Susan S. Bank
Susan S. Bank lives in Philadelphia, PA and Portsmouth, NH. Largely a self-taught photographer, she studied through Maine Media Workshops with masters Mary Ellen Mark and Graciela Iturbide in Oaxaca, 1997-98, David Alan Harvey, Havana, 1999 and with Constantine Manos, Havana 2000.
Bank’s self-published first monograph Cuba: Campo Adentro, an intimate portrait of daily life of Cuban tobacco farmers and their families, was selected as “One of the Best Photography Books of the Year” 2009 PHotoEspaña and named “Best Books 2009”, photo-eye Books.
Her award winning documentary photography has been exhibited in the United States, Mexico, and Cuba, including The Fototeca, Havana. Bank’s work is collected by museums in the United States, Cuba, Spain, and Mexico, most recently The Center for Creative Photography, University of Arizona, Tucson.
Piercing the Darkness, a personal reflection of that maddening mythical port city of Havana, is her second monograph, published by Brilliant Press. A selection from Piercing the Darkness was exhibited in “100 Years of The History of Photography of the City of Havana” at the 9th Habana Bienal 2006. Throckmorton Fine Art in NYC recently selected work from the Havana series in a group exhibition, “Under the Cuban Sun”. Piercing the Darkness was selected for the 2016 Lucie Awards as First Place, Non-Professional Monograph. Images from the series are included in a traveling exhibition, “Los Dios” as Latin Fotografia V winners in NYC, LA, Brazil, and Brooklyn Photoville 201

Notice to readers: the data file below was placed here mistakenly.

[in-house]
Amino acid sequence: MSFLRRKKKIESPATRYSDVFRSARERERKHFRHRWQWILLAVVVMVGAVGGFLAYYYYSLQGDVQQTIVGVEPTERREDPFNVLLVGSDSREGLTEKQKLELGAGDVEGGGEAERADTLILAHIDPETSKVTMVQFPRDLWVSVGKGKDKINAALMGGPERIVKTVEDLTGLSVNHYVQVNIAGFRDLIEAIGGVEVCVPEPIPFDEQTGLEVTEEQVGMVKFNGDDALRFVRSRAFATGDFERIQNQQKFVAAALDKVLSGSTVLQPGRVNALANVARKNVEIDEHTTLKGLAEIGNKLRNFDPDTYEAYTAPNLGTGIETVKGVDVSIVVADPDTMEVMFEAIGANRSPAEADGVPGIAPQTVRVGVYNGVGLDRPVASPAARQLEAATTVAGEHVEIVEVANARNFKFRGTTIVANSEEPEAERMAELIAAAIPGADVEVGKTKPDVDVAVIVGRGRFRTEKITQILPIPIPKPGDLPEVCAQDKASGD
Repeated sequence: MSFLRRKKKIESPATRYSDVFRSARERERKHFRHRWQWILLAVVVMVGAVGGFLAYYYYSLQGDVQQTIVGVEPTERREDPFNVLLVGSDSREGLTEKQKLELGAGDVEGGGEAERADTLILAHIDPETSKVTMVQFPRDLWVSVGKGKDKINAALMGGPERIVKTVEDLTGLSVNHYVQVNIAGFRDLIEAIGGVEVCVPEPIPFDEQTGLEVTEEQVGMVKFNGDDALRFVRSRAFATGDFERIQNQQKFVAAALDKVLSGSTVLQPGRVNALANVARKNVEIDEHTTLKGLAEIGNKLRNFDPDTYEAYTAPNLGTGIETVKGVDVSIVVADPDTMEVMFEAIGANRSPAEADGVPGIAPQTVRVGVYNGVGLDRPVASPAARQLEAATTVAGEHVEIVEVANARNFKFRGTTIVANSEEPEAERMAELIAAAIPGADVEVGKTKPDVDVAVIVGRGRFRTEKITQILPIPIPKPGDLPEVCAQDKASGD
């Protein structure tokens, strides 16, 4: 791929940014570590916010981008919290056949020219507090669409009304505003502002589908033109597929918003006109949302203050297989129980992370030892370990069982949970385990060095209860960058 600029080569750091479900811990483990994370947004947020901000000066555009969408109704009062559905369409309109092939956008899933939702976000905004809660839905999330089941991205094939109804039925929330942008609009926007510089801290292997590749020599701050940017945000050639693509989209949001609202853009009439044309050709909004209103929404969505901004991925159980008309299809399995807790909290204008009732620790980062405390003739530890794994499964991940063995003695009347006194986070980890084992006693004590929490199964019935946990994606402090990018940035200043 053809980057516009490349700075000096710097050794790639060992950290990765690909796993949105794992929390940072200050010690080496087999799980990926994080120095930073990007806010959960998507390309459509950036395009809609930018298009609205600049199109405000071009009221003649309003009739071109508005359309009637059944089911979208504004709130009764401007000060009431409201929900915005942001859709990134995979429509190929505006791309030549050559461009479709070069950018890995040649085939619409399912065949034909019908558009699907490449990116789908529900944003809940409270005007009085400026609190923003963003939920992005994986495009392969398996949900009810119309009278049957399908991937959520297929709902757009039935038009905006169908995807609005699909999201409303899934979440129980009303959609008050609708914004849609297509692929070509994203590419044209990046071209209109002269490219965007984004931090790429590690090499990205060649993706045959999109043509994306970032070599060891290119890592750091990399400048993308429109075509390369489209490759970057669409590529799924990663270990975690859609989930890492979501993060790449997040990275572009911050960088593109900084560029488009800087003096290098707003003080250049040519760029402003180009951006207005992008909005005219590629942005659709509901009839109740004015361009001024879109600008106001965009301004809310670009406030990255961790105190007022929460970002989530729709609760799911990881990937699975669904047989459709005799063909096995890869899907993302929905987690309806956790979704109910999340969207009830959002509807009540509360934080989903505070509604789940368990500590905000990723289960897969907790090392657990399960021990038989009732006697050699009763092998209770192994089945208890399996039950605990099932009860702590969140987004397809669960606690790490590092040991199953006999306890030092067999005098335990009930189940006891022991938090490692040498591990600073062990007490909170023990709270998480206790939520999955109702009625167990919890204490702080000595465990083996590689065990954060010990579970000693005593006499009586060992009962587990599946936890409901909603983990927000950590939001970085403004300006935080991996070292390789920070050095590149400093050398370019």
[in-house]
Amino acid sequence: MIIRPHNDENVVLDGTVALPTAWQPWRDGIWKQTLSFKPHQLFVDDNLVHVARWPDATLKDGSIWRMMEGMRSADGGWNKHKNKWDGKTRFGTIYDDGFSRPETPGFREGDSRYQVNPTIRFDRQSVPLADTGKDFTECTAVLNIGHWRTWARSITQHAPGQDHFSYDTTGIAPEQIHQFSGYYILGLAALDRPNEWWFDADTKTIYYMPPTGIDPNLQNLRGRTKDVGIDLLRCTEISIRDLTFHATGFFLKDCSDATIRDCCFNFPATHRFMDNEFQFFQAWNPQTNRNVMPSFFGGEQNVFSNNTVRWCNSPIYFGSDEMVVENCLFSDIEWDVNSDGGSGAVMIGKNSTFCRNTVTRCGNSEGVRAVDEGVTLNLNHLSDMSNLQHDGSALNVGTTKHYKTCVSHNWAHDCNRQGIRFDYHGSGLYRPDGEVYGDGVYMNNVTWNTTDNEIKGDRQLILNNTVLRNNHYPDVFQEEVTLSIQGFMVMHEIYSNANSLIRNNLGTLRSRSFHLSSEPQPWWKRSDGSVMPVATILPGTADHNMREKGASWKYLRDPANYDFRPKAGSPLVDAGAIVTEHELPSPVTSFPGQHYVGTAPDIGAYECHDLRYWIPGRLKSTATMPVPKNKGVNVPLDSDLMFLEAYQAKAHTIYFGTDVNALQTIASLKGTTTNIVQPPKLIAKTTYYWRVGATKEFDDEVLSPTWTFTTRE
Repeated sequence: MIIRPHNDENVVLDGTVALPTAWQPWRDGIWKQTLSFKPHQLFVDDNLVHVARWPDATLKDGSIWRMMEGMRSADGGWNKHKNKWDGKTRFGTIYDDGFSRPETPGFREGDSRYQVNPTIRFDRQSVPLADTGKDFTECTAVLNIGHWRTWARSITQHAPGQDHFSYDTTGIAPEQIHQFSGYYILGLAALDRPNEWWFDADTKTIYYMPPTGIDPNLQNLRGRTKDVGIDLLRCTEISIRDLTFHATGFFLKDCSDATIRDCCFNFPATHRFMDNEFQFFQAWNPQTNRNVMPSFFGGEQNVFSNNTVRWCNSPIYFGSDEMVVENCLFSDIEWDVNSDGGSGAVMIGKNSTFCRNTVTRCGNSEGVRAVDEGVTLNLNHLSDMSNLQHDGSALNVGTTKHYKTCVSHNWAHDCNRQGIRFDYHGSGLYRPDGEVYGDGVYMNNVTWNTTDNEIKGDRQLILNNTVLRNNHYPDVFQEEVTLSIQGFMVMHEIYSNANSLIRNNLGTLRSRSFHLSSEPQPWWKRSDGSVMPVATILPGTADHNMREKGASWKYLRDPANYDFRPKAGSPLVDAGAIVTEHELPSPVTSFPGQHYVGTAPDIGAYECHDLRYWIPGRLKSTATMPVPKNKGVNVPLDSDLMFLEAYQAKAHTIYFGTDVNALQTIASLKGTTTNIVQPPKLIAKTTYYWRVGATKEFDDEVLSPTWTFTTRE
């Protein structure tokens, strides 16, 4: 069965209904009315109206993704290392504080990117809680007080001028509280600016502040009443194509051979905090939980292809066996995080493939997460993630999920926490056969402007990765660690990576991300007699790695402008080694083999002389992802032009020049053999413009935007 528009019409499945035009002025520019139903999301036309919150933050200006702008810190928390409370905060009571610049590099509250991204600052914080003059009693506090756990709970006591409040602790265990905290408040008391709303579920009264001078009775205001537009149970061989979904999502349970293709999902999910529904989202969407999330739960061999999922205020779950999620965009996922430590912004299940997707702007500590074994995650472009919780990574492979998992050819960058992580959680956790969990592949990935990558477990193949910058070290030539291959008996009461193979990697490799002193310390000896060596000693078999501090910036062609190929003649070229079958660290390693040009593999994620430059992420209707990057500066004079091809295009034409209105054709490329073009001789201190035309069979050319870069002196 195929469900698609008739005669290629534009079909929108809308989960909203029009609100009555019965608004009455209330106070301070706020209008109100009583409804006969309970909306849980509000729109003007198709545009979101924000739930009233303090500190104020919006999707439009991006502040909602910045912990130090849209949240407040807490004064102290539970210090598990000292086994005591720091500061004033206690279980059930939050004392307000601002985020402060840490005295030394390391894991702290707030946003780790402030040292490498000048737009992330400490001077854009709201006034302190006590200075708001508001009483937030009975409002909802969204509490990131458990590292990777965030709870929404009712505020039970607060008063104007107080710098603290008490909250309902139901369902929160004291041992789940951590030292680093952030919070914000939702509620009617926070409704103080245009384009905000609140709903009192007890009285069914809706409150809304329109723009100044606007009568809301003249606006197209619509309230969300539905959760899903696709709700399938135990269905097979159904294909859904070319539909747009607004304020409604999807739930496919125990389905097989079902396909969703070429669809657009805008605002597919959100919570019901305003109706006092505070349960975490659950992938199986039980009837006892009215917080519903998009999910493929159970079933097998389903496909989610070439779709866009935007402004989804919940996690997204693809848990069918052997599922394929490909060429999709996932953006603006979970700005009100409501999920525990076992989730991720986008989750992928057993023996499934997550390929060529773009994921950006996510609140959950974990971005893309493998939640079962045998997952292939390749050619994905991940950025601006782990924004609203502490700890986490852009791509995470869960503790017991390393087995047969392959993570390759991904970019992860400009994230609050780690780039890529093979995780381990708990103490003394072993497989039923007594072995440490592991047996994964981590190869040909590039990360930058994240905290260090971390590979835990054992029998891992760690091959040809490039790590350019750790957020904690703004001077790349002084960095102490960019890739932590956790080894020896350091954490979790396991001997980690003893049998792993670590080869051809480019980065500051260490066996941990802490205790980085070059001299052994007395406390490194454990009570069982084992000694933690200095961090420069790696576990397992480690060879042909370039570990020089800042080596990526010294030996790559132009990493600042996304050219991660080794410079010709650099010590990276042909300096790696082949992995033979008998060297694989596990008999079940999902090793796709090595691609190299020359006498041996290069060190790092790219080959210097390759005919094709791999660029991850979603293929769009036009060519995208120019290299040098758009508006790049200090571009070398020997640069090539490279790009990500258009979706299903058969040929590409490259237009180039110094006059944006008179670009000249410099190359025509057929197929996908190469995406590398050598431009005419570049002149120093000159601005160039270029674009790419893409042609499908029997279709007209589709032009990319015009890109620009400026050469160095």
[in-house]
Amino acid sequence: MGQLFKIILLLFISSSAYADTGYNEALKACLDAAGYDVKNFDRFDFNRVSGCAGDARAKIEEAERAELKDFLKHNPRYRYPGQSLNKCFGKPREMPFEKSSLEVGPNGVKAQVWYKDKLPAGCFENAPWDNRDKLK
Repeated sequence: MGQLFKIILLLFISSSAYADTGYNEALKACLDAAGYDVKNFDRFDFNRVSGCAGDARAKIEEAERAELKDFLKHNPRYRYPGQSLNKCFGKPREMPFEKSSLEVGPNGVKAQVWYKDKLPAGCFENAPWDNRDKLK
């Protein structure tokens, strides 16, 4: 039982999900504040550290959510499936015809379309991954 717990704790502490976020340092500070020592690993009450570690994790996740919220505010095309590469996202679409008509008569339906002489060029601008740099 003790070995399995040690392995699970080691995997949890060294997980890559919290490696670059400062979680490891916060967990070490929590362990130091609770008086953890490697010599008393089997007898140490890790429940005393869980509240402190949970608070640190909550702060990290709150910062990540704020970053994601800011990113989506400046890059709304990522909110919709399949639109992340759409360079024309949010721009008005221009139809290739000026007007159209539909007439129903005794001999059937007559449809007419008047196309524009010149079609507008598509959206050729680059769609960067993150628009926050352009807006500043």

Bank continues to work with her Leica M6 on projects close to home, including the Salisbury Beach series. Website: susansbank.com
Fulvio Bugani is an Italian freelance photographer based in Bologna, with more than 20 years of experience. He actively collaborates with Doctors Without Borders and Amnesty International. His work has been published on international magazines and websites such as TIME LightBox, LFI–Leica Fotografie International, and Cubadebate.
Among other recognition, in 2015 he was awarded at the World Press Photo, and has received two honorable mentions at MIFA-Moscow International Foto Award, for his work about Indonesian Transgender. In 2016 his reportage about Cuba was selected as one of the 12 finalist at the Leica Oskar Barnack Award.
He has several ongoing photographic projects in Cuba, Kenya, Indonesia, Turkey and Georgia. He teaches photography in his private photographic school in Bologna, as well as in seminars an workshops around the world. More info at www.fulviobugani.com
Susi Eggenberger is a freelance documentary photographer based in Arundel, Maine.
She originally worked as an RN for twenty years before making a career change into photography. As in her nursing career, her focus in photography is with children and her emphasis is working with non-profit organizations who address children’s issues including Seeds of Peace, Ronald McDonald House, Map International, and Camp Sunshine. She has won numerous national and international awards for her imagery and her self-generated film project on a transsexual woman living in Southern Maine was nominated for “Best Documentary Film” in the Maine Short Film Festival.